If the patient wants to leave the hospital after the scar has been opened, to wait until labor starts spontaneously, we see no reason why she should not do so, provided there are no signs of any increased risk.
If the patient wants to have labor induced after the scar has been opened it is recommended to apply PGE2 gel in case of insufficient cervical ripening. When the success is not satisfying an infusion of PGE2 has to be considered. The amniotic sac should be preserved as long as possible.
We do not think that a primary cesarean section is
necessary at all. Quite the contrary: When a recanalization of
the cervix takes place during a vaginal delivery, this is in
fact a good prerequisite for the reestablishment of normal
In all those patients who achieved a vaginal delivery after ETCO, the epithelium tissue around the wounded area of the portio recovered during the puerperium within a short space of time (a few weeks) and it is surprising – particularly since the introduction of the gentle epithelium removal technique – how little of the operational scar is to be seen later on after regeneration during the puerperium (figs. 14 to 16)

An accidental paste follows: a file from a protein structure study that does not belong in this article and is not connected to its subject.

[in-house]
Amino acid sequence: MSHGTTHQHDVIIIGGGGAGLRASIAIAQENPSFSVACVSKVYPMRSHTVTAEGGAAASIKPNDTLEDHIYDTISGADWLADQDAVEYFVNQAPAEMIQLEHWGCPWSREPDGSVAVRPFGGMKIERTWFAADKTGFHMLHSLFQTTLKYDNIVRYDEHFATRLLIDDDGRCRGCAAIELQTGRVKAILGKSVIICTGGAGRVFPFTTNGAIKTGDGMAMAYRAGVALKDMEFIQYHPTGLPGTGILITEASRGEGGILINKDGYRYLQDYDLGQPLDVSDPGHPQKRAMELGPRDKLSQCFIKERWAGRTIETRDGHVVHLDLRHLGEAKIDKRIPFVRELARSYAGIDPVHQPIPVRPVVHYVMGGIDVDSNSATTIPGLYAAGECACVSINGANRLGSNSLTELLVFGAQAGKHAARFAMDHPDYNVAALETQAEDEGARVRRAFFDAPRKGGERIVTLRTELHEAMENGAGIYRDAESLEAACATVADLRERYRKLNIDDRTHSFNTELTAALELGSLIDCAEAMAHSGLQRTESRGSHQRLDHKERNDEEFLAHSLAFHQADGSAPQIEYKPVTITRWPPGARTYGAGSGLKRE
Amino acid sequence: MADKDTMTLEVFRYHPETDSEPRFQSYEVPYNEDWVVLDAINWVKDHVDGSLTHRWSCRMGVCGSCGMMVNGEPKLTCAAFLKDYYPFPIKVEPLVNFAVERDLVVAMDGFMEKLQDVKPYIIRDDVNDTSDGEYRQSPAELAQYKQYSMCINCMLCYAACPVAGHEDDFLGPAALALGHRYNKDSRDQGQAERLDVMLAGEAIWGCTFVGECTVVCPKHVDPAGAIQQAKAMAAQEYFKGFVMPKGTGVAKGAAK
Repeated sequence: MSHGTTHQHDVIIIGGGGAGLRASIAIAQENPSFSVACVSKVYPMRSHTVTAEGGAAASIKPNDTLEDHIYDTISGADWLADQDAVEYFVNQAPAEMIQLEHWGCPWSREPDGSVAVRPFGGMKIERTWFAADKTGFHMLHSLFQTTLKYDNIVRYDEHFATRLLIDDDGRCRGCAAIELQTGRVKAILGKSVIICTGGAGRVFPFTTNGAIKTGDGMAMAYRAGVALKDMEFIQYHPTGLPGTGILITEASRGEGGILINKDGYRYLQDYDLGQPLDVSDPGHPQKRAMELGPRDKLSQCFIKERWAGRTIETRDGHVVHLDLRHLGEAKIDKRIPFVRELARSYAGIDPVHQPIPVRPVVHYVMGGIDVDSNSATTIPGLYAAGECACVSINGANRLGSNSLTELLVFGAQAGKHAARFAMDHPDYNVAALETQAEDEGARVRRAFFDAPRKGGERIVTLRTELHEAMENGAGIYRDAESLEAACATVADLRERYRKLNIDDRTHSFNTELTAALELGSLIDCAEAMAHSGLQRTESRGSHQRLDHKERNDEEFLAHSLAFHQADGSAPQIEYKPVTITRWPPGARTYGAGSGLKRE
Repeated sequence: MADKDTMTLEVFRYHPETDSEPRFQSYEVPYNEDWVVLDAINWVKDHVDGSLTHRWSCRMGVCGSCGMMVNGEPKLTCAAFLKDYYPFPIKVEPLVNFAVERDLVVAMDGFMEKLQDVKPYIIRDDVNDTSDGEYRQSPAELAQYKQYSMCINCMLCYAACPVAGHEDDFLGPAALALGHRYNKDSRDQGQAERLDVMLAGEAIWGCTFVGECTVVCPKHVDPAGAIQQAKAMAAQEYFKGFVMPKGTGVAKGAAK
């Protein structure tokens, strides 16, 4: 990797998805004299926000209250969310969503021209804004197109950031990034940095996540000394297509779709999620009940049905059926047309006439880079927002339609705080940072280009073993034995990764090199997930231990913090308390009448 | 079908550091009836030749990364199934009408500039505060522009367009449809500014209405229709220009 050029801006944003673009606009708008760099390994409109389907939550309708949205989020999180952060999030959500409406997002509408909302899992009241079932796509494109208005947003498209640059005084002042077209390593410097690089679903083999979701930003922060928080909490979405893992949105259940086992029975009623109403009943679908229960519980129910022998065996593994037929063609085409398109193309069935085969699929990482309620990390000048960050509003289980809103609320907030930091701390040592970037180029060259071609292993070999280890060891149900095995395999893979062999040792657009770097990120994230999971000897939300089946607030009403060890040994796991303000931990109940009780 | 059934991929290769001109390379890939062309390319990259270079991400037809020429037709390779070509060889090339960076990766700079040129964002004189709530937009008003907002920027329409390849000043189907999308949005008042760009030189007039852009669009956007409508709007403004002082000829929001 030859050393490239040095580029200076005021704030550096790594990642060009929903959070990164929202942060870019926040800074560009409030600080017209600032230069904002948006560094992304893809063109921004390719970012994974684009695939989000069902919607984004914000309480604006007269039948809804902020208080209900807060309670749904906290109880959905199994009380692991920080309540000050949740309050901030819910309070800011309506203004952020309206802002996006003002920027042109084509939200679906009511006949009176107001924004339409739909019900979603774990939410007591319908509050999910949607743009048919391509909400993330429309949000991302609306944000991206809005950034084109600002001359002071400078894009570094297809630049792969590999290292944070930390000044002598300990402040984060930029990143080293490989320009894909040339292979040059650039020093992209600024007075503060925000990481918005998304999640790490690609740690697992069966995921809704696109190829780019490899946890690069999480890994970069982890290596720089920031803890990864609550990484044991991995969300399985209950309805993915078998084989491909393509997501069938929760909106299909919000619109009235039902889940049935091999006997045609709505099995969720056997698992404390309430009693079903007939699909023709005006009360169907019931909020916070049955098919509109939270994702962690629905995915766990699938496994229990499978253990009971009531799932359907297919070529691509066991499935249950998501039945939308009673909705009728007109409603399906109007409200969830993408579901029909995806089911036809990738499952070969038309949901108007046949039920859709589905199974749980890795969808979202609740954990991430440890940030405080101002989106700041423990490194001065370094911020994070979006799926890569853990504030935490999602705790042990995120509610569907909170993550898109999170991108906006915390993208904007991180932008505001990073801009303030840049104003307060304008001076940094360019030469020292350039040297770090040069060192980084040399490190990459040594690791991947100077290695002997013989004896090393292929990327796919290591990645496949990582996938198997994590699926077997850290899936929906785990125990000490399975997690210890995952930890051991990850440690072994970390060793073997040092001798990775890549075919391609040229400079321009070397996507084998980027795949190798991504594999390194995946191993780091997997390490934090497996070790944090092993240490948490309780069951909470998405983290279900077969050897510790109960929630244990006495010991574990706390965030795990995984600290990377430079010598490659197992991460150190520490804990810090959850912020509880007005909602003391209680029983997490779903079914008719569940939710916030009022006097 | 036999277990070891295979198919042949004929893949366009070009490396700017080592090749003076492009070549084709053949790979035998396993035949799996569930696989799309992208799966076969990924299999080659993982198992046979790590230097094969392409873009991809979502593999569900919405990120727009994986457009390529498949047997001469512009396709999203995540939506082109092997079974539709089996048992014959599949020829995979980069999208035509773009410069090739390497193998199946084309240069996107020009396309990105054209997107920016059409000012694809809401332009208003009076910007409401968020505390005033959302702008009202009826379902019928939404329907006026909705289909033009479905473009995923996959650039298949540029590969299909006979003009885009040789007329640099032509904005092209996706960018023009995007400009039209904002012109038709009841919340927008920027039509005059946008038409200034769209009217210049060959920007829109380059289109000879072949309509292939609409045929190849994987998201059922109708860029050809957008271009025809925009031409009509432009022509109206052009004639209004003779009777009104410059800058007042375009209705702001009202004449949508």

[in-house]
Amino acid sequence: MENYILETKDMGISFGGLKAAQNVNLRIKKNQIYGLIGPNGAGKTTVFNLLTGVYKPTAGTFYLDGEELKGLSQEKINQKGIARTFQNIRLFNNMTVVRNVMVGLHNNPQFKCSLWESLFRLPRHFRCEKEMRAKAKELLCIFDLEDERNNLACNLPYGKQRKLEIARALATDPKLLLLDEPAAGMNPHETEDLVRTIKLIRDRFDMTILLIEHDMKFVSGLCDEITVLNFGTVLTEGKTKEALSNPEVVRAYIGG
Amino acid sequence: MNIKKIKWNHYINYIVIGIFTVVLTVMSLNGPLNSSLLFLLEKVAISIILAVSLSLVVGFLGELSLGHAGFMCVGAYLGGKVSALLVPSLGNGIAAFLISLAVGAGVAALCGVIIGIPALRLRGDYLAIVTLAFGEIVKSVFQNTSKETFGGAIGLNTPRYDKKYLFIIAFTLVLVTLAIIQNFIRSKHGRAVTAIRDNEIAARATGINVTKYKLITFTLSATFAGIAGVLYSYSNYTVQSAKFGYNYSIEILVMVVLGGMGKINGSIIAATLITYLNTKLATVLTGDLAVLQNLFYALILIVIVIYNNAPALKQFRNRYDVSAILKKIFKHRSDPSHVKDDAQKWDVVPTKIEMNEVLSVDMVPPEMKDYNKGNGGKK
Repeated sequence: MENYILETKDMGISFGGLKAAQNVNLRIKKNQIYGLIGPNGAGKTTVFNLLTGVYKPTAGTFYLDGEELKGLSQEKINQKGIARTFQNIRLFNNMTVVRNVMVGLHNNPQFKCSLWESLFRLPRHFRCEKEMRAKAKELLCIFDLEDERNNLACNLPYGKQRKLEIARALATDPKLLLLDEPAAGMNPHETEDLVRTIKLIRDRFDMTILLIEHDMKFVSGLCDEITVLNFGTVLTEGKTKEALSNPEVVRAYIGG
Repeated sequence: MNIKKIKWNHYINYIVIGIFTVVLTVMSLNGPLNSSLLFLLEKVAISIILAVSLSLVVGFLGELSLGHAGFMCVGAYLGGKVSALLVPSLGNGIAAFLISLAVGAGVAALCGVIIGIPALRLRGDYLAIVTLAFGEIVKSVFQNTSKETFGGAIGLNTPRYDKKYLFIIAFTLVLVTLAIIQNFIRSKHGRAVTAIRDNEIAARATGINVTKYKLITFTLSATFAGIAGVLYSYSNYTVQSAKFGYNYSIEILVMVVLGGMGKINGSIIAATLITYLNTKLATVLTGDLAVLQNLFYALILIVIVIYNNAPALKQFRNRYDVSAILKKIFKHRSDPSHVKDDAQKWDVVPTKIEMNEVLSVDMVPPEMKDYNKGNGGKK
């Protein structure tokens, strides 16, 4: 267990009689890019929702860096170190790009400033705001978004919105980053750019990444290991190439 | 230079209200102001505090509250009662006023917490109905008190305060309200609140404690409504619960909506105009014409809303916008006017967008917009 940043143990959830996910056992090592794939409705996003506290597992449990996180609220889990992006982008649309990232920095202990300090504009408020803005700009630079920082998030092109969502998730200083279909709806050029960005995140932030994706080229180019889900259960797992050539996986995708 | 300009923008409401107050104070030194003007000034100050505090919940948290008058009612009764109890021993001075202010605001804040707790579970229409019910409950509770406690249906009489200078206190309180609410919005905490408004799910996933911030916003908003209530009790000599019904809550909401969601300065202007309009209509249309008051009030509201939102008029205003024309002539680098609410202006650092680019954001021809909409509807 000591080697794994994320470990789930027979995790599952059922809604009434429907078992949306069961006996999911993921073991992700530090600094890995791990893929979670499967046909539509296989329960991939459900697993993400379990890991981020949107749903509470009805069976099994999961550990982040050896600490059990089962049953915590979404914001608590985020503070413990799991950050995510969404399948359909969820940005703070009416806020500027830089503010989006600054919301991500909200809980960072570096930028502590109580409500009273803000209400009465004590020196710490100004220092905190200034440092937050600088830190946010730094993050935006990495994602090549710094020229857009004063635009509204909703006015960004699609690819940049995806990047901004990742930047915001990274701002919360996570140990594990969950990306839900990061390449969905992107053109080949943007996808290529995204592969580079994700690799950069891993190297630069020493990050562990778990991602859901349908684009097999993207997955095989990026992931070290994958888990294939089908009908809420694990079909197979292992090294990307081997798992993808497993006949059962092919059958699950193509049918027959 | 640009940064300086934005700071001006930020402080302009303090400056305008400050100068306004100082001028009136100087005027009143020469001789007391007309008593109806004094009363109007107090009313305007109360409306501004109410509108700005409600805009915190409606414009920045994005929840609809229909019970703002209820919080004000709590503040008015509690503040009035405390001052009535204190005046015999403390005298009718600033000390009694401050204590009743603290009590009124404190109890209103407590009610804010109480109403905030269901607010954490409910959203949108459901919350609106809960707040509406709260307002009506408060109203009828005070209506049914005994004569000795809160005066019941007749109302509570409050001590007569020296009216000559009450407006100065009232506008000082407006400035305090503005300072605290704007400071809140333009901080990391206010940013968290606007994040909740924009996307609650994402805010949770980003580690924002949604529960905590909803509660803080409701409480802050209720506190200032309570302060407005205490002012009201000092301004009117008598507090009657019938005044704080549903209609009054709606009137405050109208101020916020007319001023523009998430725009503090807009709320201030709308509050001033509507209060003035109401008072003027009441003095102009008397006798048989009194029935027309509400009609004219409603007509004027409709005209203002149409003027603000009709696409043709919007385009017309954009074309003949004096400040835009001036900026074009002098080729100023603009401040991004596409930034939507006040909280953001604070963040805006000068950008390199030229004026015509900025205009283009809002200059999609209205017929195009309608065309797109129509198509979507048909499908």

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To assess the results of ETCO, particularly in comparison to the cerclage, one should only look at high-risk groups such as matching the above mentioned indications for an ETCO (≥ 2 late abortions or preterm births). We have no knowledge of any randomized study about the ETCO. On the basis of the results published so far we do not think that the operation can be withheld from any woman with such a critical history. Furthermore – at least not in Germany where ETCO has already become very popular – very likely no women would agree to being integrated into a control group of a randomized study anyway after the obligatory pre-operation discussion. Therefore an acceptable solution is to compare the outcome of pregnancies after performing an ETCO with the outcome of former pregnancies of the same patients (Saling 1984, Saling & Schumacher 1996, Hormel & Künzel 1995). We should also consider that the chances of giving birth to a surviving infant are reduced the more late abortions or preterm births the woman has previously had (McManemy et al. 2007).